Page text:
Former appeals commissioner blasts unemployment agency, joins lawsuit

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GRAND RAPIDS, Mich. -- A former state employee is speaking out about the unemployment agency's fraud claims against citizens, and he's joined a class-action lawsuit.

Neal Young, of Grand Rapids, knows a lot about the unemployment system. In fact, he served on the Michigan Compensation Appellate Commission for several years.

Basically, his position was akin to an appeals judge. He presided over unemployment cases at the appellate level. One of his jobs was to decide if an employee improperly collected benefits. Young left his post at the end of July 2015 and hadn't reapplied. He told FOX 17 he was torn about what was going on with the unemployment agency, and its fraud claims against citizens.

"[In] 2013 and '14 we started seeing a lot more, the computer-generated issues which really caused some concern among fellow commissioners and for that matter, administrative law judges. We would have some conversations, and it started becoming evident that this was becoming a very big problem of people being adjudicated for fraud when in many cases the fraud case was thin to non-existent," he said.

As we've reported, Pitt McGehee Law Firm in Royal Oak filed a class-action lawsuit against the state. It calls for the state to reimburse thousands of people who've been wrongly garnished and for the state to change its practices.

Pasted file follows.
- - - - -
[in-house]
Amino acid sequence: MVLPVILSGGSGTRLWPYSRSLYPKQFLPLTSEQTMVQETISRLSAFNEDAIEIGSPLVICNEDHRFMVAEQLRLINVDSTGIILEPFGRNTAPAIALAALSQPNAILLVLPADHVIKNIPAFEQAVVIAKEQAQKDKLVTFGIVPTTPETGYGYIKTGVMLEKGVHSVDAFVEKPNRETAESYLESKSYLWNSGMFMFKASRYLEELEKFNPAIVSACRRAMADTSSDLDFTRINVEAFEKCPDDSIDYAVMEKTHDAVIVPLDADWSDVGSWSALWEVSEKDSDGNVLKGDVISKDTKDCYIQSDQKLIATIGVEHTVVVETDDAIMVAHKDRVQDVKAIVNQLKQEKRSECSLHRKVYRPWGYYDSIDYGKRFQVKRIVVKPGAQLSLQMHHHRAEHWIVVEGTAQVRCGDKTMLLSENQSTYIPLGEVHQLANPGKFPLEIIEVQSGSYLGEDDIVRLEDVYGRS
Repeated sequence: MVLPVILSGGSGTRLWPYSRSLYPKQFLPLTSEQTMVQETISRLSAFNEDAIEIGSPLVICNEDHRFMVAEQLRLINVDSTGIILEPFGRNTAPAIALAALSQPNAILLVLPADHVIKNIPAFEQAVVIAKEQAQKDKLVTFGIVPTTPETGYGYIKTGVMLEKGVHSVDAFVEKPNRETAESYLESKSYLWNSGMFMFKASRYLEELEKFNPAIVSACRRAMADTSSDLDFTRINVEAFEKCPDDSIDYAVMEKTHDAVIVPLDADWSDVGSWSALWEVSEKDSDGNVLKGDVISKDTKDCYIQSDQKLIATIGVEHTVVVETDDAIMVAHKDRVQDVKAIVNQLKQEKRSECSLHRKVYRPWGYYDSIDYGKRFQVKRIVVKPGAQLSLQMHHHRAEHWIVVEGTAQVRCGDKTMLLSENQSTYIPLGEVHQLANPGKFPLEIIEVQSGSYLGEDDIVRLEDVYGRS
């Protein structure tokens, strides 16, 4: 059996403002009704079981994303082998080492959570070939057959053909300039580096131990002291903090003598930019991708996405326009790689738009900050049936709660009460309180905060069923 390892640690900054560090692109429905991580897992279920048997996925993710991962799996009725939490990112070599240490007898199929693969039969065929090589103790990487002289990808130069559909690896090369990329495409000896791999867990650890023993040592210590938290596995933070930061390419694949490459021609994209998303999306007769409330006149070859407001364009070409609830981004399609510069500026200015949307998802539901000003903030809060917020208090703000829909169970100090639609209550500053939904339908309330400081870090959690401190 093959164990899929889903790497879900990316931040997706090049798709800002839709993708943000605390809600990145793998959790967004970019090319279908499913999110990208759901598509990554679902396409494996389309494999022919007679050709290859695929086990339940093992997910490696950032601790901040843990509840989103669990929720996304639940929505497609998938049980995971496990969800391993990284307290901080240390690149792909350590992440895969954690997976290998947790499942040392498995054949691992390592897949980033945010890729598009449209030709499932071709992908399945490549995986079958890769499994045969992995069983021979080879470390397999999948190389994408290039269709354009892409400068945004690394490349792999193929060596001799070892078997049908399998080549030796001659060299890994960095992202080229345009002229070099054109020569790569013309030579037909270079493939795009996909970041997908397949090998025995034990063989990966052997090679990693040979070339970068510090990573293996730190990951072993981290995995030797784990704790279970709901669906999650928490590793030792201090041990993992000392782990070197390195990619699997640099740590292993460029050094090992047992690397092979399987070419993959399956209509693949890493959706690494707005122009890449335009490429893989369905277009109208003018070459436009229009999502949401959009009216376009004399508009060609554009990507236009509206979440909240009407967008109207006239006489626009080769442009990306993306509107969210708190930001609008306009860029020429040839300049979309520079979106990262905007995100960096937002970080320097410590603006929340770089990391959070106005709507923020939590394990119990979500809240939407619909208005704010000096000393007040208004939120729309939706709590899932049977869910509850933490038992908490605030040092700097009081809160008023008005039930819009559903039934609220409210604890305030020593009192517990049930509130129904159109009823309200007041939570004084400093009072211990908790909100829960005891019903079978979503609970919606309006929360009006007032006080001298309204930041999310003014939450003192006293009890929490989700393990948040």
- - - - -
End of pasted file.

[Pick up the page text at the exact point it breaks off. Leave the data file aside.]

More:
You may also recall, the unemployment agency took back thousands of cases from the court system for agency staff to review. As we've reported, the agency stated 92% of the cases reviewed so far were found not to be fraudulent. That 92% had been previously flagged by the computer system.

"In my view, that 92%... not only is that a fail of the system. It's an epic fail," Young said.

He questioned, "How is that an acceptable system? I mean, if it was a drug test, those 'false positives' would never be used by anybody. So the situation that you're seeing now, those 7,500 cases, that was under the MiDAS system. There was two computer systems used before MiDAS. What was the fail rate of those systems?"

Regarding the current lawsuit and other cases, the state has previously stated it does not comment on pending litigation.

Pitt McGehee Law Firm is holding an informational meeting tomorrow in Novi at the Baronette Renaissance Hotel. It's at 6:30 p.m. The lawsuit is for people who've had their tax returns taken and/or wages garnished.

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